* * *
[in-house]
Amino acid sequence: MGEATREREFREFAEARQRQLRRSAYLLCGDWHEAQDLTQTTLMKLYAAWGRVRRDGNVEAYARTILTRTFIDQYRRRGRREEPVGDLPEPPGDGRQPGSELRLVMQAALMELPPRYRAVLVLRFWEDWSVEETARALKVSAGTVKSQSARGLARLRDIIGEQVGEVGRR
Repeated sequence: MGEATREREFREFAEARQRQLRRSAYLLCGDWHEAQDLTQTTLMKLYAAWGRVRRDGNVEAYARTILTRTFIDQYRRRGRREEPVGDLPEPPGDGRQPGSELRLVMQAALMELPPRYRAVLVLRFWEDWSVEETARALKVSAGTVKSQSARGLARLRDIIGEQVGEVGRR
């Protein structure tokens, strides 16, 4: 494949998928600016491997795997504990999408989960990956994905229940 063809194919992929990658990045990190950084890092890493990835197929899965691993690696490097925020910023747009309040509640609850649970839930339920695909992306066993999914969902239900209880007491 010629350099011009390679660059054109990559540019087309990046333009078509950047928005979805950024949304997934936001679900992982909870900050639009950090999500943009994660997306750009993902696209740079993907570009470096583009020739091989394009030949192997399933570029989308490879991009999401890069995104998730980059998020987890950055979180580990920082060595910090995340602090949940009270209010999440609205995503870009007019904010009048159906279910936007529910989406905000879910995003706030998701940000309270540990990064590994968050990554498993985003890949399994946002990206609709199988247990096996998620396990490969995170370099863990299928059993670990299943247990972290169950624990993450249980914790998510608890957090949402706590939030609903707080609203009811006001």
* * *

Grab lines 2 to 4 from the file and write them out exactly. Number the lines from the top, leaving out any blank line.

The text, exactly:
Amino acid sequence: MGEATREREFREFAEARQRQLRRSAYLLCGDWHEAQDLTQTTLMKLYAAWGRVRRDGNVEAYARTILTRTFIDQYRRRGRREEPVGDLPEPPGDGRQPGSELRLVMQAALMELPPRYRAVLVLRFWEDWSVEETARALKVSAGTVKSQSARGLARLRDIIGEQVGEVGRR
Repeated sequence: MGEATREREFREFAEARQRQLRRSAYLLCGDWHEAQDLTQTTLMKLYAAWGRVRRDGNVEAYARTILTRTFIDQYRRRGRREEPVGDLPEPPGDGRQPGSELRLVMQAALMELPPRYRAVLVLRFWEDWSVEETARALKVSAGTVKSQSARGLARLRDIIGEQVGEVGRR
């Protein structure tokens, strides 16, 4: 494949998928600016491997795997504990999408989960990956994905229940 063809194919992929990658990045990190950084890092890493990835197929899965691993690696490097925020910023747009309040509640609850649970839930339920695909992306066993999914969902239900209880007491 010629350099011009390679660059054109990559540019087309990046333009078509950047928005979805950024949304997934936001679900992982909870900050639009950090999500943009994660997306750009993902696209740079993907570009470096583009020739091989394009030949192997399933570029989308490879991009999401890069995104998730980059998020987890950055979180580990920082060595910090995340602090949940009270209010999440609205995503870009007019904010009048159906279910936007529910989406905000879910995003706030998701940000309270540990990064590994968050990554498993985003890949399994946002990206609709199988247990096996998620396990490969995170370099863990299928059993670990299943247990972290169950624990993450249980914790998510608890957090949402706590939030609903707080609203009811006001």